The Enzyme Commission is now part of the IUPAC-IUBMB Joint Commission on Biochemical Nomenclature (JCBN). It consists of a small number of experts who volunteer their time to the project. Active members (listed alphabetically) include K. Axelsen (Switzerland), R. Cammack (UK), R. Caspi (USA), M. Kotera (Japan), A. McDonald (Ireland), G.P. Moss (UK), D. Schomburg (Germany), I. Schomburg (Germany), and K.F. Tipton (Ireland). The commission members are using an online curation system that was developed by A. McDonald, called ExplorEnz. Members of the committee continue to classify new enzymes, modify existing entries as new information becomes available, and extend or modify the classification rules to accommodate new challenges.
If you would like to request a new EC entry for an enzyme that hasn’t been classified yet, or submit an error or update report about an existing entry, submission forms are available at http://enzyme-database.org/forms.php. Since MetaCyc curator R. Caspi is a member of the EC, you are also welcome to send EC-related questions or comments to biocyc-support@AI.SRI.COM.

Additional Information
  1.  Dixon, M. and Webb, E.C. (1958), Enzymes. Longmans Green, London, pp. 183–227.
  2.  Tipton, K. and Boyce, S. (2000) History of the enzyme nomenclature system. Bioinformatics, 16, 34-40.
  3.  McDonald, A.G., Boyce, S. and Tipton, K.F. (2009) ExplorEnz: the primary source of the IUBMB enzyme list. Nucleic Acids Res, 37, D593-597.
  4.  McDonald, A.G. and Tipton, K.F. (2014) Fifty-five years of enzyme classification: advances and difficulties. Febs J, 281, 583-592.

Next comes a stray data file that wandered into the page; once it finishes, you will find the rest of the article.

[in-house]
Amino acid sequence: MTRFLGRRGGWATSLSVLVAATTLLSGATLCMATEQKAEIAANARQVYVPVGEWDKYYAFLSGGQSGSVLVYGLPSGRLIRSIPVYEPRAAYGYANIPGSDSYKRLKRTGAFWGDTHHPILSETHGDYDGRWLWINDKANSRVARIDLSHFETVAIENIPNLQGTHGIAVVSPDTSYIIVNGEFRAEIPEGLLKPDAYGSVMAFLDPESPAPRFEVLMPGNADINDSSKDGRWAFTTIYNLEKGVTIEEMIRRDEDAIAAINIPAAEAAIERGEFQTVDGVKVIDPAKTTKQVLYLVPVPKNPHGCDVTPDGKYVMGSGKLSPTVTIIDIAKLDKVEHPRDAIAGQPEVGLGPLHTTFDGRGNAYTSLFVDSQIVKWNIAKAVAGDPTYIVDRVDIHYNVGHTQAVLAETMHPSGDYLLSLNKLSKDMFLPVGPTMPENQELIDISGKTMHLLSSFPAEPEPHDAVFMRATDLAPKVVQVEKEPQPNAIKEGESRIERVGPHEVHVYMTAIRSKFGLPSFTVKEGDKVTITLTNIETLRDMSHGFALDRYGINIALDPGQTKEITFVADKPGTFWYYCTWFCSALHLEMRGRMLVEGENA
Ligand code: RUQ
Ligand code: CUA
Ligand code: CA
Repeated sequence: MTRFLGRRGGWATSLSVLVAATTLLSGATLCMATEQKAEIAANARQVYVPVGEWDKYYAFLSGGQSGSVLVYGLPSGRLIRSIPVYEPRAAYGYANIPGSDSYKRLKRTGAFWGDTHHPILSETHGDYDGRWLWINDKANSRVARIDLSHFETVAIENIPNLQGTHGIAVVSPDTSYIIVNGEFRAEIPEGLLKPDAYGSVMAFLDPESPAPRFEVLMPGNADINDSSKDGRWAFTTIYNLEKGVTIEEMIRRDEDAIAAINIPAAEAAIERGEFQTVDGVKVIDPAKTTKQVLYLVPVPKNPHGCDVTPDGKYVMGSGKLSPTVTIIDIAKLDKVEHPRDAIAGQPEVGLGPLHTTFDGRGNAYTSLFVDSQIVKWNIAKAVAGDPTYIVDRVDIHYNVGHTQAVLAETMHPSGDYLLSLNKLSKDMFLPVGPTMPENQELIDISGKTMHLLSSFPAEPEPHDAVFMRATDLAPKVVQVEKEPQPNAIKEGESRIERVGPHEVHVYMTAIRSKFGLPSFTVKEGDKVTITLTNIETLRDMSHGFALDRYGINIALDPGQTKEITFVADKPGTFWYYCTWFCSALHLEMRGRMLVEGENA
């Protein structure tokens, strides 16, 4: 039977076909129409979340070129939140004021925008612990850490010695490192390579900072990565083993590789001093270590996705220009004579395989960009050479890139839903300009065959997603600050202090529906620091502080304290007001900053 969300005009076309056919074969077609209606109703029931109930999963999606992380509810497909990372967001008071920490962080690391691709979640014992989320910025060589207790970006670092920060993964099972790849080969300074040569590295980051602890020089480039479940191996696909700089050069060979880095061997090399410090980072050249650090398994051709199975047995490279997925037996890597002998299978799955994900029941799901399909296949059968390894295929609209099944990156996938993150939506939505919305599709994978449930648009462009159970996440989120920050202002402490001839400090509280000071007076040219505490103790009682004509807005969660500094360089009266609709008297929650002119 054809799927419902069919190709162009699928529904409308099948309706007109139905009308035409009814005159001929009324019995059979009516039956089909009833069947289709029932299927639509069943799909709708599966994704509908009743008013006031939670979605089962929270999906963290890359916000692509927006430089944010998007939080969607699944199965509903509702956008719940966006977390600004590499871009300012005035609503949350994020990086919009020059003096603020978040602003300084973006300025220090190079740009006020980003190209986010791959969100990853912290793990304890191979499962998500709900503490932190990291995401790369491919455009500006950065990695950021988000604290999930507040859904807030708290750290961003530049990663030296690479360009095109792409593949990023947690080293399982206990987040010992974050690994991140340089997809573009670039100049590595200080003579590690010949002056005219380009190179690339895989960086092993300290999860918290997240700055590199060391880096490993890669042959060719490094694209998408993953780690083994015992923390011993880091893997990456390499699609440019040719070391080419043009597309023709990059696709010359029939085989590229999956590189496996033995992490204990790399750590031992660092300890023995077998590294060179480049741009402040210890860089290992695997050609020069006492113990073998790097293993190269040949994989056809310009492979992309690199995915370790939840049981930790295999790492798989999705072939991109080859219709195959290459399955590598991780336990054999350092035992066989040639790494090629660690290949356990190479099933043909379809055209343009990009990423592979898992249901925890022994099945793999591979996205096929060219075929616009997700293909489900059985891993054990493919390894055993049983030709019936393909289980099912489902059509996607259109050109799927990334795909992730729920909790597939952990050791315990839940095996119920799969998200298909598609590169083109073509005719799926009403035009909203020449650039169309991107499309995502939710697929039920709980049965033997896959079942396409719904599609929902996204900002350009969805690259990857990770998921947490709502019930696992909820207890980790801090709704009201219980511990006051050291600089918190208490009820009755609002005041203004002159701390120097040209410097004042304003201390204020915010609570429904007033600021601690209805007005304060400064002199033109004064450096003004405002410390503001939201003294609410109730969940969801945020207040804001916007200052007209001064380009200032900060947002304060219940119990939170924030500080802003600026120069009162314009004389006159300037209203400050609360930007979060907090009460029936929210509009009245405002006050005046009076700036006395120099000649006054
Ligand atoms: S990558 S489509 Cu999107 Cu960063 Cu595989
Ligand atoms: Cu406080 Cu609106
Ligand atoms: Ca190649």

5 comments:

  1. Thanks for the lovely post. Can someone comment on the pros and cons of ExplorEnz vs. the KEGG database? Is the basic difference that ExplorEnz is downloadable?

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  2. ExplorEnz is a database centred on enzymes whereas KEGG is the Kyoto Encyclopedia of genes a genomes, so it includes informataion referring to whole genomes, annotations, as well as pathways pathways. I think KEGG is something more similar to the MetaCyc/BioCyc than to ExplorEnz. Hope it helps :D
    Cheers,
    Miguel

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  3. I would say that ExpolrEnz is even more specific. It is not exactly an enzyme database (unlike Brenda, for example), because you can't look up a specific enzyme from, say, E. coli, in it. It is a database of types of enzymes, as represented by the EC classification. Because the EC classifies the enzymes based on the reactions they catalyze, ExplorEnz also includes reactions, but it does not include the compound structures or composition.
    KEGG and MetaCyc/BioCyc are much more comprehensive, including information about genes, reactions, metabolites, and pathways, and even offer metabolic reconstructions for specific organisms. Both incorporate the data from ExplorEnz, but only ExplorEnz is the official database of the Enzyme Commission.

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  4. For a EC number to be assigned to an enzyme is it important to validate the reaction experimentally ? Many Enzymes in genomes which are computationally annotated have EC numbers assigned to them